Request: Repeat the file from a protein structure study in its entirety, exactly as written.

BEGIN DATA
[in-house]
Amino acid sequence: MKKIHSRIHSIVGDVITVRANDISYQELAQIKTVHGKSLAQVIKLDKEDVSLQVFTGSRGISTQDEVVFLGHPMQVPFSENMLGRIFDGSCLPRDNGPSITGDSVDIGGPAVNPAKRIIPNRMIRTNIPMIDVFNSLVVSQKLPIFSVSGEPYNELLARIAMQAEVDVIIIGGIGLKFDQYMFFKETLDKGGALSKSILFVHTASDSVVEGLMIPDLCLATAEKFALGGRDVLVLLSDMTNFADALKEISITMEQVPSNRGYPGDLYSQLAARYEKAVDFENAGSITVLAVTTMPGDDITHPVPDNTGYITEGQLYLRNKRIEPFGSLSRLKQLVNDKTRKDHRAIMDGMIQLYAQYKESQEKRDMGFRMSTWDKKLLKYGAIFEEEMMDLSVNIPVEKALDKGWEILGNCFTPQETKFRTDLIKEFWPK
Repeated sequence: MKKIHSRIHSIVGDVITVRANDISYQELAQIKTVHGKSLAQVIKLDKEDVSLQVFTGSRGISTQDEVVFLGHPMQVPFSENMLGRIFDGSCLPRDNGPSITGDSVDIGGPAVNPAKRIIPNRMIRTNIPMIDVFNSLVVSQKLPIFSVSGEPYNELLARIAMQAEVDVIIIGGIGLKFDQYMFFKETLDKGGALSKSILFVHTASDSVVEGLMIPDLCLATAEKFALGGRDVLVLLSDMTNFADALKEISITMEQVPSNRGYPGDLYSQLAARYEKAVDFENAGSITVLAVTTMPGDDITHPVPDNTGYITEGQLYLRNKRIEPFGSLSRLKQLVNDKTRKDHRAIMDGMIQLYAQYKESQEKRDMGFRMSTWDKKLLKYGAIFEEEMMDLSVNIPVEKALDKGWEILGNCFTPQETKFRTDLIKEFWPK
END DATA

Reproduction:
[in-house]
Amino acid sequence: MKKIHSRIHSIVGDVITVRANDISYQELAQIKTVHGKSLAQVIKLDKEDVSLQVFTGSRGISTQDEVVFLGHPMQVPFSENMLGRIFDGSCLPRDNGPSITGDSVDIGGPAVNPAKRIIPNRMIRTNIPMIDVFNSLVVSQKLPIFSVSGEPYNELLARIAMQAEVDVIIIGGIGLKFDQYMFFKETLDKGGALSKSILFVHTASDSVVEGLMIPDLCLATAEKFALGGRDVLVLLSDMTNFADALKEISITMEQVPSNRGYPGDLYSQLAARYEKAVDFENAGSITVLAVTTMPGDDITHPVPDNTGYITEGQLYLRNKRIEPFGSLSRLKQLVNDKTRKDHRAIMDGMIQLYAQYKESQEKRDMGFRMSTWDKKLLKYGAIFEEEMMDLSVNIPVEKALDKGWEILGNCFTPQETKFRTDLIKEFWPK
Repeated sequence: MKKIHSRIHSIVGDVITVRANDISYQELAQIKTVHGKSLAQVIKLDKEDVSLQVFTGSRGISTQDEVVFLGHPMQVPFSENMLGRIFDGSCLPRDNGPSITGDSVDIGGPAVNPAKRIIPNRMIRTNIPMIDVFNSLVVSQKLPIFSVSGEPYNELLARIAMQAEVDVIIIGGIGLKFDQYMFFKETLDKGGALSKSILFVHTASDSVVEGLMIPDLCLATAEKFALGGRDVLVLLSDMTNFADALKEISITMEQVPSNRGYPGDLYSQLAARYEKAVDFENAGSITVLAVTTMPGDDITHPVPDNTGYITEGQLYLRNKRIEPFGSLSRLKQLVNDKTRKDHRAIMDGMIQLYAQYKESQEKRDMGFRMSTWDKKLLKYGAIFEEEMMDLSVNIPVEKALDKGWEILGNCFTPQETKFRTDLIKEFWPK